The Journal of Arthroplasty , Volume 33 , Issue 7 , S49 - S55

Home Health Services Are Not Required for Select Total Hip Arthroplasty Candidates: Assessment and Supplementation With an Electronic Recovery Application

Davidovitch, Roy I. et al.


At our institution, all postoperative total hip arthroplasty (THA) candidates have received home health services (HHS), consisting of visiting nurses, physical and occupational therapists. However, with a more technologically inclined patient population, electronic patient rehabilitation applications (EPRAs) can be used to deliver perioperative care at the comfort of the patient’s home. The aim of this study is to investigate the clinical utility and economic burden associated with digital rehabilitation applications in primary THA recipients.


We conducted a single-center, retrospective review of patients operated between November 2016 and November 2017. Before surgery, and at the discretion of the surgeon, patients were assigned to EPRA with HHS or EPRA alone. Patient baseline demographics, EPRA engagement, and validated patient-reported outcomes (PROs) were collected (Veterans Rand 12-Item Health Survey [VR-12] and Hip Disability and Osteoarthritis Outcome Score Junior) at baseline and 12 weeks. These PRO scores were correlated with cohort assignments to assess noninferiority of EPRA alone.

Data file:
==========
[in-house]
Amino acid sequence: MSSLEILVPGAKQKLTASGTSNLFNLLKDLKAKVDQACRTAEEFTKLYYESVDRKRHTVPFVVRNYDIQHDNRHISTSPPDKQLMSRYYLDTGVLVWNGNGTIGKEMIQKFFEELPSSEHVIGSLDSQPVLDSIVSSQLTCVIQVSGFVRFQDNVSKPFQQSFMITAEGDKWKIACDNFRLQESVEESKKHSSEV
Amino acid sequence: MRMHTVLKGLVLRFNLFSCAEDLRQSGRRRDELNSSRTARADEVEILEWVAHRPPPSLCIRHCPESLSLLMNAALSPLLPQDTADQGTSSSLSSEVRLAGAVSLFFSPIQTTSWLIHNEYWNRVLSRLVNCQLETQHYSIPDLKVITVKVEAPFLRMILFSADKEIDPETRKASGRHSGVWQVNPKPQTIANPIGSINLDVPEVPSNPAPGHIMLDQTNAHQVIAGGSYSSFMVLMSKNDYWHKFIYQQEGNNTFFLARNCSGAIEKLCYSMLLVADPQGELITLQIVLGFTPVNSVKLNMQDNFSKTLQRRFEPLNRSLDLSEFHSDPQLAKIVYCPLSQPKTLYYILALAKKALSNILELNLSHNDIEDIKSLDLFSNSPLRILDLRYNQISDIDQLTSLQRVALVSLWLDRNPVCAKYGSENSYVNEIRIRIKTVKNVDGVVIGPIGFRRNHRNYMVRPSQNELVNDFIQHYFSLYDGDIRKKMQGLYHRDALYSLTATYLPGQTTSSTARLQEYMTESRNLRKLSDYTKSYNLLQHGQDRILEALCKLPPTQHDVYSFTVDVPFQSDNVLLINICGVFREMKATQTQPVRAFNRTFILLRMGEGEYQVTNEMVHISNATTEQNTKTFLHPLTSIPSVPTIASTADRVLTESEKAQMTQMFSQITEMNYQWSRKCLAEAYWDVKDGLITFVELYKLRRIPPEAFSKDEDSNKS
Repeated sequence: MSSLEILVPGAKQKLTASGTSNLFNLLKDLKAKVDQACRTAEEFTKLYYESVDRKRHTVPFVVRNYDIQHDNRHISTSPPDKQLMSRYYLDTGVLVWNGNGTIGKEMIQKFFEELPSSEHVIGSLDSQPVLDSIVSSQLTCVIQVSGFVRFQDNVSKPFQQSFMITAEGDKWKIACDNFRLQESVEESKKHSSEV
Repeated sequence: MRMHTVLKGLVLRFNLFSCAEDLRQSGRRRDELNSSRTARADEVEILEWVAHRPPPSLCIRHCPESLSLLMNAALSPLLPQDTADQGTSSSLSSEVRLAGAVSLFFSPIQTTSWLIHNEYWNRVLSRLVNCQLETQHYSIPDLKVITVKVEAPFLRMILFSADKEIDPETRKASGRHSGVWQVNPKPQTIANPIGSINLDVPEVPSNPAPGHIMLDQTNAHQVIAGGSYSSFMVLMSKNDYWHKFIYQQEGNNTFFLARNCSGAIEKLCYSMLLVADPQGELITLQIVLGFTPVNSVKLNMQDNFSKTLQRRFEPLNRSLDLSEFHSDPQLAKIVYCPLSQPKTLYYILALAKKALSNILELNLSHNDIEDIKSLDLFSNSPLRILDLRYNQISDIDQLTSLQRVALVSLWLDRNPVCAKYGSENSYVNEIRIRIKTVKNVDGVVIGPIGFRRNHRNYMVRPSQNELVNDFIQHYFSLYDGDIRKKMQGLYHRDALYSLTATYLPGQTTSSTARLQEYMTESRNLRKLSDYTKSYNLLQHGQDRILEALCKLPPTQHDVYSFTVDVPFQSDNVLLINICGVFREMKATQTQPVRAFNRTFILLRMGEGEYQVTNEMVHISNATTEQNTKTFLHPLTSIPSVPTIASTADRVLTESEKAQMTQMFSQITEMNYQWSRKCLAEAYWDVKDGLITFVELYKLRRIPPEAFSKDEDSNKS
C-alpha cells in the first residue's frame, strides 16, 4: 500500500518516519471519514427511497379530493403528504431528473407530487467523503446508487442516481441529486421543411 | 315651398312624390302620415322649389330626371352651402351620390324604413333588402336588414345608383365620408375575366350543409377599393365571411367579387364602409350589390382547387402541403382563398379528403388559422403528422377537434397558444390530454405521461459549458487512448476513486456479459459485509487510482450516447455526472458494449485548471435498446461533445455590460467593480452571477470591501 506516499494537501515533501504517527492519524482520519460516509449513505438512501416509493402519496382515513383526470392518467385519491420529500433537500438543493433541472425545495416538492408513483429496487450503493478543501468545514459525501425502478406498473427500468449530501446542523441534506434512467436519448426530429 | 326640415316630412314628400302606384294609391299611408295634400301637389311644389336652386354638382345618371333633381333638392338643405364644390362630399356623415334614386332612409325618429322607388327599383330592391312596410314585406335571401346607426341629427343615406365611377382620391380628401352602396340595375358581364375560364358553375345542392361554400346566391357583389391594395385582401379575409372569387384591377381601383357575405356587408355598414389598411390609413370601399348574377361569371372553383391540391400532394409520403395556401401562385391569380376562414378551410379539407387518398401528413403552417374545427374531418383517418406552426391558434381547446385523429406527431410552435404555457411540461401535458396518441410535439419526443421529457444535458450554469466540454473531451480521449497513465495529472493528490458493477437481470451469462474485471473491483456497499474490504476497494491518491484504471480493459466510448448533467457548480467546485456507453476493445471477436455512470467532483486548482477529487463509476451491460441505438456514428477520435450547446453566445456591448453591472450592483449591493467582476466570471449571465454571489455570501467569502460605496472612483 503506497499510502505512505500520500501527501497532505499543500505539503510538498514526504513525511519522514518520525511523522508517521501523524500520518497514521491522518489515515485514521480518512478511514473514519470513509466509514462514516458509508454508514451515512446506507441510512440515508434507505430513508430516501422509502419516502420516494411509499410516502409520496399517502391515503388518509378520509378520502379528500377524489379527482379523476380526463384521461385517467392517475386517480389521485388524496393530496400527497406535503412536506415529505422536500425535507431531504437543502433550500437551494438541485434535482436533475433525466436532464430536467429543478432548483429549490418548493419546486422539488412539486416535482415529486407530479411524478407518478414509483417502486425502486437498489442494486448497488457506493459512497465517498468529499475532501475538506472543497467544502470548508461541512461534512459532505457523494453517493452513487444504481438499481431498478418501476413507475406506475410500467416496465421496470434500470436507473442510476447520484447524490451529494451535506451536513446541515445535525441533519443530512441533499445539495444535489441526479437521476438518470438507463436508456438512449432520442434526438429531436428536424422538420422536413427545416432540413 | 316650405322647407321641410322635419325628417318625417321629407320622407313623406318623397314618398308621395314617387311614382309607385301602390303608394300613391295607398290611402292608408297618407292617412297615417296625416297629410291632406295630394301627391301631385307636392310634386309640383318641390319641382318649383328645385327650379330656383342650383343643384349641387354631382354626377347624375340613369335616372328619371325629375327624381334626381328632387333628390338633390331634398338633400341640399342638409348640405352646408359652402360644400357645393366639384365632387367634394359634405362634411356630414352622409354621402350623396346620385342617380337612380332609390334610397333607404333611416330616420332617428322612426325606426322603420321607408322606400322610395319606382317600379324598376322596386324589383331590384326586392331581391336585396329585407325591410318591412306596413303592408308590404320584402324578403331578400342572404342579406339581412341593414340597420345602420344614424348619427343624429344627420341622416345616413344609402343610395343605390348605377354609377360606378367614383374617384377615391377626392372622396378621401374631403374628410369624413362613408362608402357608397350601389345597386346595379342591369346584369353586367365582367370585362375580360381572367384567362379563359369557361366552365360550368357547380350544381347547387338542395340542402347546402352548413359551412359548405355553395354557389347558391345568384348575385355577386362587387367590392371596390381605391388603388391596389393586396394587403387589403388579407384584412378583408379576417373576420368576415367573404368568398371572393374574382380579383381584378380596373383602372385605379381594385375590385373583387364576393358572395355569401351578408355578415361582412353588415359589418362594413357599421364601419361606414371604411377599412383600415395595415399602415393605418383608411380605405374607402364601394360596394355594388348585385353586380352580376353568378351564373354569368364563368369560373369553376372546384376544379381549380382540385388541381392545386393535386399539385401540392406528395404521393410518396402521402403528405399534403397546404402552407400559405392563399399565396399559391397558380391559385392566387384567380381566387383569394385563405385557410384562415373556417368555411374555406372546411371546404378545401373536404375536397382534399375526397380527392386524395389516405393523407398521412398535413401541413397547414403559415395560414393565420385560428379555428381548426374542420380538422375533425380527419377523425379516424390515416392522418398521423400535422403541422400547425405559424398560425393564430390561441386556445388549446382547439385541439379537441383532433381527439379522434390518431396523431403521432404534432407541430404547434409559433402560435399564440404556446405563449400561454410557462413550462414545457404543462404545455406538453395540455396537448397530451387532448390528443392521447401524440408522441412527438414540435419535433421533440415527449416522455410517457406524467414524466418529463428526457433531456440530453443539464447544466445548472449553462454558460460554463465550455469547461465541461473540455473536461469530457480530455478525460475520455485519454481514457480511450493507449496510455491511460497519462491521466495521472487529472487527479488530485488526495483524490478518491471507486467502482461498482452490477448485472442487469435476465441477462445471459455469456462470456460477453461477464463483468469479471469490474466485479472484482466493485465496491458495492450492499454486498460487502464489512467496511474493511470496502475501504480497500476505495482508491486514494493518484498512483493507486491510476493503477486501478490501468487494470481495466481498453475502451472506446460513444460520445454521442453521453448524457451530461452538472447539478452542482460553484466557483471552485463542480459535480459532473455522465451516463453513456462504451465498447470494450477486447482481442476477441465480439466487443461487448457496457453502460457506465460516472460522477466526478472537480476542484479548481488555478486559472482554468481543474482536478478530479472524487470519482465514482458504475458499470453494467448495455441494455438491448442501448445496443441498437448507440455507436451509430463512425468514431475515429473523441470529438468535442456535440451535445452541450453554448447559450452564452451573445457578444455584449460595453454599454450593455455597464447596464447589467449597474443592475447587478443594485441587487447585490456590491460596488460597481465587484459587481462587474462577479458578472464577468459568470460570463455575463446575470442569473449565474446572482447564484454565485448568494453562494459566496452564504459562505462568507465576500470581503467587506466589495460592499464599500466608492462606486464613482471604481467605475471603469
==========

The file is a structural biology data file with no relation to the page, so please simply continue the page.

In total, 268 patients received either EPRA-HHS (n = 169) or EPRA (n = 99) alone. Patients receiving EPRA only were on average younger (60.8 vs 65.8; P < .0001), but otherwise similar to patients in the EPRA-HHS cohort. EPRA-only patients demonstrated no differences in VR-12 (P > .05) and Hip Disability and Osteoarthritis Outcome Score Junior (P > .05) when compared with EPRA-HHS.


The integration of electronic rehabilitation tools is gaining acceptance within the orthopedic community. Our study demonstrated that EPRA alone was clinically noninferior while substantially less costly than EPRA-HHS.

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